Many landlords do not like to rent to pet owners; however, it is worth noting that if you are looking to rent your property to families that will be long-term tenants, they are more likely to want to have a pet at some stage. Often these types of tenants look after their properties better and are easier to manage.
It’s important to note that if a letting agent uses the UK Governments new Model Tenancy Agreement, landlords will now have to seek consent for pets as the default position. If your tenant submits a written request to have a pet in your property, you have 28 days to object in, and you need to provide a good reason for not allowing a pet.
Advice being given to tenants
Tenants are being advised to use an ARLA Propertymark letting agents when seeking new rental properties. They can find properties that allow pets, and they can liaise with the landlord to put arrangements in place.
Tenants are also advised to have a CV and references for pets, which will assure landlords and the letting agents that the pet is house trained and not cause any problems once in the property. The information will include the pets age, breed, behaviour, training, recent vaccinations, flea and working treatments, and a reference from a vet and/or previous landlord. This will provide a clear picture of what your pet will be like in your property.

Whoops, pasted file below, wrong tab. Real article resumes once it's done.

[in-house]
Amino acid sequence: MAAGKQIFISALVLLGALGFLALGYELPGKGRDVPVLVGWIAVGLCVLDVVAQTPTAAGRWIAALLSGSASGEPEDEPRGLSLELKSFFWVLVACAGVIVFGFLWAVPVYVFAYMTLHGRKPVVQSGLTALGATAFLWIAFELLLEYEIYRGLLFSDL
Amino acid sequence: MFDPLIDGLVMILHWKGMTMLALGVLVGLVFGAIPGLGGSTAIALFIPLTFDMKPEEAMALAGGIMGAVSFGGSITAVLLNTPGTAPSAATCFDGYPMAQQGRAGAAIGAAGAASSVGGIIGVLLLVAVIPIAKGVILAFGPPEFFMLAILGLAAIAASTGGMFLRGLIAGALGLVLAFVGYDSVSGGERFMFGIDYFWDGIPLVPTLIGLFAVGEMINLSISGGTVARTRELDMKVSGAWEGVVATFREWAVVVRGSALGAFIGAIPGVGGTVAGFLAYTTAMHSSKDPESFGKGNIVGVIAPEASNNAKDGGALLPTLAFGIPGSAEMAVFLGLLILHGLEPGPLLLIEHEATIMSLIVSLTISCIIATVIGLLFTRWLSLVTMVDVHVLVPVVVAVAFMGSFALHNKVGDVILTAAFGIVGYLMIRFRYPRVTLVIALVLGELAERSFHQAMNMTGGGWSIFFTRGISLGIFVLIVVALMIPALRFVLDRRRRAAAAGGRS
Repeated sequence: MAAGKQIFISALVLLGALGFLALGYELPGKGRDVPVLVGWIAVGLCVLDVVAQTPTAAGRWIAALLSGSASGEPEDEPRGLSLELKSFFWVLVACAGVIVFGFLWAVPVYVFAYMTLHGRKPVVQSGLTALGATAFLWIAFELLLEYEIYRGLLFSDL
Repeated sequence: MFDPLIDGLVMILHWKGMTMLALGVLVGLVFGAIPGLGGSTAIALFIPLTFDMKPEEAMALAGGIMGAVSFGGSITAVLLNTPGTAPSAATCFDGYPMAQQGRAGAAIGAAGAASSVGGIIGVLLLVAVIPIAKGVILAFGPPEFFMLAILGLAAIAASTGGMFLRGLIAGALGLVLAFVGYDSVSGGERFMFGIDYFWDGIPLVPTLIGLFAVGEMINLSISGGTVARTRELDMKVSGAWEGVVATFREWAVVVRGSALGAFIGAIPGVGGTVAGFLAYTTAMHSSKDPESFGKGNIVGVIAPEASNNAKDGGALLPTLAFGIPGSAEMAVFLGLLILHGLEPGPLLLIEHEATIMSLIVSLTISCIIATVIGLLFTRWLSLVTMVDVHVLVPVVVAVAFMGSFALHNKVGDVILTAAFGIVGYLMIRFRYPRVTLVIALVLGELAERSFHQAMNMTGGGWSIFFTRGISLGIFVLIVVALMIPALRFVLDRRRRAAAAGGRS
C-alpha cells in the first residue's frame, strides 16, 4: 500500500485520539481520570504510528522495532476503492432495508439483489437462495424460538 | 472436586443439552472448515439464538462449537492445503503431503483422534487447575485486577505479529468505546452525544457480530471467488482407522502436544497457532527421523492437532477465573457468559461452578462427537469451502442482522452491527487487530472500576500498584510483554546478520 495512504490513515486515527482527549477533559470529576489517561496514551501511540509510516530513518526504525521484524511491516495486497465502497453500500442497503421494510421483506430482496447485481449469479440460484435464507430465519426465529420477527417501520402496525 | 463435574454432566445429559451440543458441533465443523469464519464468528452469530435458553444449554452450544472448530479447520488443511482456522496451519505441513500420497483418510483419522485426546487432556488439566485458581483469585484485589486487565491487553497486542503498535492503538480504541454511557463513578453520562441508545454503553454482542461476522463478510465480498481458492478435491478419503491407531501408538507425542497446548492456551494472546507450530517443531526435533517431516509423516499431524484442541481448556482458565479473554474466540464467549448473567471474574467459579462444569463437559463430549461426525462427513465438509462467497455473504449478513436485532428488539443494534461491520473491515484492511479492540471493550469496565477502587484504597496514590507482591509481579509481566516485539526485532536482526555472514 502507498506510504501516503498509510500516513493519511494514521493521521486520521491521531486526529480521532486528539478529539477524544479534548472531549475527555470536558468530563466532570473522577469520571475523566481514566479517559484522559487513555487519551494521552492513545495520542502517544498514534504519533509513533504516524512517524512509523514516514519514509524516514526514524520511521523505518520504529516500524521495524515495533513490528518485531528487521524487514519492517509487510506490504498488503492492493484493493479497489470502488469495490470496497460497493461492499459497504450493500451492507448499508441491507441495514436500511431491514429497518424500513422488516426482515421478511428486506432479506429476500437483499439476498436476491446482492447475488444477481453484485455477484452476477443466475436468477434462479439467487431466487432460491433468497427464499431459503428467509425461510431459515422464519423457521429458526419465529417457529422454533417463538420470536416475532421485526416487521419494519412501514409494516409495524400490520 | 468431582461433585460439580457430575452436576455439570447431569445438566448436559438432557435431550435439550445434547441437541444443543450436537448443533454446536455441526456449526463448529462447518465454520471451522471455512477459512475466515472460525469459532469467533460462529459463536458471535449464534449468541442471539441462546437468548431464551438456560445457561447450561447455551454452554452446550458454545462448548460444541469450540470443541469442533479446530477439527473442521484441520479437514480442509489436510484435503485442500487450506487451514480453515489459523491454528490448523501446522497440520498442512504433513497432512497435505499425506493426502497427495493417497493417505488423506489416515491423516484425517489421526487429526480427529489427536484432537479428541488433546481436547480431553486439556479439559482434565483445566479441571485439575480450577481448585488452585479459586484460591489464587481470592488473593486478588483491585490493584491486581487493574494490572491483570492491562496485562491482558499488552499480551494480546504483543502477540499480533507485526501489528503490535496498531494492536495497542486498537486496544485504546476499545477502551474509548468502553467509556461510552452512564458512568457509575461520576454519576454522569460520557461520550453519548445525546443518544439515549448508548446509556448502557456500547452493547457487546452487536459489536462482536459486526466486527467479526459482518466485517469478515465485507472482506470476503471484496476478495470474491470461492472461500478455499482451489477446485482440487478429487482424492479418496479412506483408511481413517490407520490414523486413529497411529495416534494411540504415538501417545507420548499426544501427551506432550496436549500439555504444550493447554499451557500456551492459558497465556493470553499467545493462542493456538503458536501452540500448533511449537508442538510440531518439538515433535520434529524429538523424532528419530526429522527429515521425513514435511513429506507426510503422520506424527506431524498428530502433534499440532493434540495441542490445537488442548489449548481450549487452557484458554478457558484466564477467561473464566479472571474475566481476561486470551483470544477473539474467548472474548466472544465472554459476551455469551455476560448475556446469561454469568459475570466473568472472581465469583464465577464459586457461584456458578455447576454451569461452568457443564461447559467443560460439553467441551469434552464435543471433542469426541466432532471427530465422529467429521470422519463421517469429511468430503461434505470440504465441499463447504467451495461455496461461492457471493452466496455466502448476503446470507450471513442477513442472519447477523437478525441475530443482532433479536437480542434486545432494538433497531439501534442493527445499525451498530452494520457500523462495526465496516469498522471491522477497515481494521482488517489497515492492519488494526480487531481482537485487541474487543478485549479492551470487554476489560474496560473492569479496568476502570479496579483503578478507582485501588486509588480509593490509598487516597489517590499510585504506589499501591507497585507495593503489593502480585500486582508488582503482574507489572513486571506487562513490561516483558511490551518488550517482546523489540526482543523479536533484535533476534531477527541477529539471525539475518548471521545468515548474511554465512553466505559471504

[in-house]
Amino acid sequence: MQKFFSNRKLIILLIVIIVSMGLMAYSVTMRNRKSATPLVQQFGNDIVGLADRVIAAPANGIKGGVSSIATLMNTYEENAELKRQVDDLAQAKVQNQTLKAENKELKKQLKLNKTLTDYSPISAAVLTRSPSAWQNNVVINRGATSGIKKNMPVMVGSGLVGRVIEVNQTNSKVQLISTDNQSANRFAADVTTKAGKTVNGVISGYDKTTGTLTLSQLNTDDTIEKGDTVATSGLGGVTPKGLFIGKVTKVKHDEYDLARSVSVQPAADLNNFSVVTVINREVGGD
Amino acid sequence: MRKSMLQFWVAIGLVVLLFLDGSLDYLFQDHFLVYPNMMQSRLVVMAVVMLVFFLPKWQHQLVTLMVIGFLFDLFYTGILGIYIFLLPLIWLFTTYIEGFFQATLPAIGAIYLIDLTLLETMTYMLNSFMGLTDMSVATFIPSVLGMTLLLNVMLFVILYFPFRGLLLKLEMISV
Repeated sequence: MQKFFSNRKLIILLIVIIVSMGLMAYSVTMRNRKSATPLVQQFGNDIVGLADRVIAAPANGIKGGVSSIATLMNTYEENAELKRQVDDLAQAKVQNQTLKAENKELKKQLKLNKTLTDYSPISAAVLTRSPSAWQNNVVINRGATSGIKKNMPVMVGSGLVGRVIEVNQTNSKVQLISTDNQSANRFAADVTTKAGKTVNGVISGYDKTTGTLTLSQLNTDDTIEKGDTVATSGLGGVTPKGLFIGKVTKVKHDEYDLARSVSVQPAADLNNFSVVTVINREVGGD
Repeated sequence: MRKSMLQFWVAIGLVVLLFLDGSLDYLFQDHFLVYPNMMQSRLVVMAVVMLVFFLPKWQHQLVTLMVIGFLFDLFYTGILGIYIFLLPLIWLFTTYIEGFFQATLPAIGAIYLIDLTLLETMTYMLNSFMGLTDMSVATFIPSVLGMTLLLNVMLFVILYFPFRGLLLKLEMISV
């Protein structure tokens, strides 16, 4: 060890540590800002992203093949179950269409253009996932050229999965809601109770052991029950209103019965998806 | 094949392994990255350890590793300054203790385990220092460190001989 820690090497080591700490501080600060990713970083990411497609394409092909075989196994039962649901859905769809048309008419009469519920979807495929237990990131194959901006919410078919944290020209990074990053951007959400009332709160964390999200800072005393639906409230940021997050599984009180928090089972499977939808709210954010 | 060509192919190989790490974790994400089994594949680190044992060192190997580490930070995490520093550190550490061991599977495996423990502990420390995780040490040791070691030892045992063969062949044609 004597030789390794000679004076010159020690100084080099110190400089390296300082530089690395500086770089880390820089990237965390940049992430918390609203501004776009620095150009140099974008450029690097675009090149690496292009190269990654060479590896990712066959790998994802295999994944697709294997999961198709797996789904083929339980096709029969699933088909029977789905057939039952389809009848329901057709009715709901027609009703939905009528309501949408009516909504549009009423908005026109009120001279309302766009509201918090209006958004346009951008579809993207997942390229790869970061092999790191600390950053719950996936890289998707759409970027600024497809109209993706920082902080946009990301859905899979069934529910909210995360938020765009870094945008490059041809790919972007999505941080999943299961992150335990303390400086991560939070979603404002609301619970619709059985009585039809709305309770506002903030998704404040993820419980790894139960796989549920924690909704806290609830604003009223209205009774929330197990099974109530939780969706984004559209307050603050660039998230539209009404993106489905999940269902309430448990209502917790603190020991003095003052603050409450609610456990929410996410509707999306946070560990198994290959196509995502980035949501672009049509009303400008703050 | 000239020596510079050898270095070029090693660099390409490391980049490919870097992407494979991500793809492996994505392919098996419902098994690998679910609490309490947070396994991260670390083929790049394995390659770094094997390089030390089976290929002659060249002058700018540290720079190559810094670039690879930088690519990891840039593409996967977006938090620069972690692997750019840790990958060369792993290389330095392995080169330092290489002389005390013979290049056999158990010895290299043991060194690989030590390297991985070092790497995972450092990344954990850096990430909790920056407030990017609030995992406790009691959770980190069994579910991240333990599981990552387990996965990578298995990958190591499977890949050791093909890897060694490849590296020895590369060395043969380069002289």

Safeguarding our landlords
On top of your security deposit, a landlord or letting agent in Scotland, Wales, and Northern Ireland can ask for an additional pet deposit to cover any potential damage caused by the pet at the end of the tenancy. Like your security deposit, this is refundable and should be held in a protected tenancy deposit scheme; it simply acts as an extra bit of insurance for the landlord.
Since the Tenant Fees Act 2019 came into force on 1 June 2019, landlords and letting agents in England can only take a tenancy deposit of up to five weeks to rent for the duration of the tenancy (unless the annual rent exceeds £350,000, in which case deposits are capped at six weeks rent). To replace a Pet Premium on the Tenancy Deposit, another option could be for the rent to be increased if advertised correctly.
We manage many rental properties where tenants have pets. Our standard procedure is that we add a specific pet clause within the tenancy agreement, which helps covers the landlord against any damage a tenants pet may cause to their rental property.
Currently, our standard AST template is not the Government model agreement.
If you would like any further advice about managing properties on your behalf, you can call us on 0115 704 3163 or 01623 277115. Alternatively, you can email us via our contact us page – £0click here.